Introduced mammals such as rats, goats, dogs, and cats present a major threat to the endemic fauna and flora of many oceanic islands. Available empirical evidence suggests that small founding populations that colonize islands only carry a limited subset of the parasite fauna found in mainland or continental populations. Consequently, island populations of these introduced mammals harbor relatively depauperate parasite communities. The high population densities and low genetic variability of the introduced mammal populations on islands may render them vulnerable to invasion and potential control by introduced, host‐specific parasites. Several theoretical and empirical studies suggest that either a parasitic nematode or a virus of low to intermediate pathogenicity might be used as a control agent for rats, goats and other introduced species. The removal or control of these introduced mammals may allow previously endangered populations and habitats to recover.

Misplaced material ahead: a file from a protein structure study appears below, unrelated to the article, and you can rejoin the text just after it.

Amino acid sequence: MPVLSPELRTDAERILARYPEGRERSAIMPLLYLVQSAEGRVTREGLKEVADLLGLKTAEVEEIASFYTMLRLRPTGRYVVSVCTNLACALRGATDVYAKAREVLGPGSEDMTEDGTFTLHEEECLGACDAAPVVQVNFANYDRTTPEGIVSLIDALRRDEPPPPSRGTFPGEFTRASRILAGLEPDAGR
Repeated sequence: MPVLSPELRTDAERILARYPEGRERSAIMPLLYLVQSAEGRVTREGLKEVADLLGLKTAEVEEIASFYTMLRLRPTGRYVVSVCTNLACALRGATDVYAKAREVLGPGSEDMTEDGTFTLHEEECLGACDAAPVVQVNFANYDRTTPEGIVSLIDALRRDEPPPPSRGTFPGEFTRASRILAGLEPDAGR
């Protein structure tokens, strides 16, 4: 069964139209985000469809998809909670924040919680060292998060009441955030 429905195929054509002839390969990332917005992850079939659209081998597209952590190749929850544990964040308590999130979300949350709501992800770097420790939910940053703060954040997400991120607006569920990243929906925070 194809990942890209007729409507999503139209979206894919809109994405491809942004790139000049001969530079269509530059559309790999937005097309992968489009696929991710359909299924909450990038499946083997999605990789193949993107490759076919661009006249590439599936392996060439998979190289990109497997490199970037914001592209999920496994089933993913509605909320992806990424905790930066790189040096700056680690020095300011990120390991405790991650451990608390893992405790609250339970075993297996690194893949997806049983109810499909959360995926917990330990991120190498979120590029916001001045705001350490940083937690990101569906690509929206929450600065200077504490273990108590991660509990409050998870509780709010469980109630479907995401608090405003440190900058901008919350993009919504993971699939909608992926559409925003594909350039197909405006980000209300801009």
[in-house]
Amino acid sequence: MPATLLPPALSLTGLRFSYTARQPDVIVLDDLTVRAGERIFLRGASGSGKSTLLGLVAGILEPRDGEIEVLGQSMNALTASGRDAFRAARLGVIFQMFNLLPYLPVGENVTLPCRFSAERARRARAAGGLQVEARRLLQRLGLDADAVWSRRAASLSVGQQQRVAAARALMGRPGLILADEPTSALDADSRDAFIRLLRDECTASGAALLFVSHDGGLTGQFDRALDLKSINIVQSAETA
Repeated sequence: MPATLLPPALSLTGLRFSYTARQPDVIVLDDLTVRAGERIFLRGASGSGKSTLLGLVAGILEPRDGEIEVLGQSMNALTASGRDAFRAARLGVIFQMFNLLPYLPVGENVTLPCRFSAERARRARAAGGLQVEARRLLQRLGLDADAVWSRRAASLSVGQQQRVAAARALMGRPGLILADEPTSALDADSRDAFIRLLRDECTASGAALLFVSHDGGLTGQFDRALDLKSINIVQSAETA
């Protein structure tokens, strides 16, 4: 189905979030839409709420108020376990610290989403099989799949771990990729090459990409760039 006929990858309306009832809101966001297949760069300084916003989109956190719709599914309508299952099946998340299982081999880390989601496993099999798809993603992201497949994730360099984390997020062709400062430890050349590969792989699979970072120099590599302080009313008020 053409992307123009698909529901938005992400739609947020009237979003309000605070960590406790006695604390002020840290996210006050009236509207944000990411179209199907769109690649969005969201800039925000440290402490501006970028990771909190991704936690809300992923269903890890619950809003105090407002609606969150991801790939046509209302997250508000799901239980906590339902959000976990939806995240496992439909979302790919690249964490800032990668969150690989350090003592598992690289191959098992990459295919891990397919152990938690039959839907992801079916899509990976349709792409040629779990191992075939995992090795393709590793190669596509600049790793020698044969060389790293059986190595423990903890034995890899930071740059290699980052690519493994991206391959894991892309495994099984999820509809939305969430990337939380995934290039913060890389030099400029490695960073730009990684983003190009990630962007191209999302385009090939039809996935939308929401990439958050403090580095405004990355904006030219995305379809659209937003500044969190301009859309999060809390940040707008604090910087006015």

|Original language||English (US)|
|Number of pages||9|
|State||Published - Mar 1988|
All Science Journal Classification (ASJC) codes
- Ecology, Evolution, Behavior and Systematics
- Nature and Landscape Conservation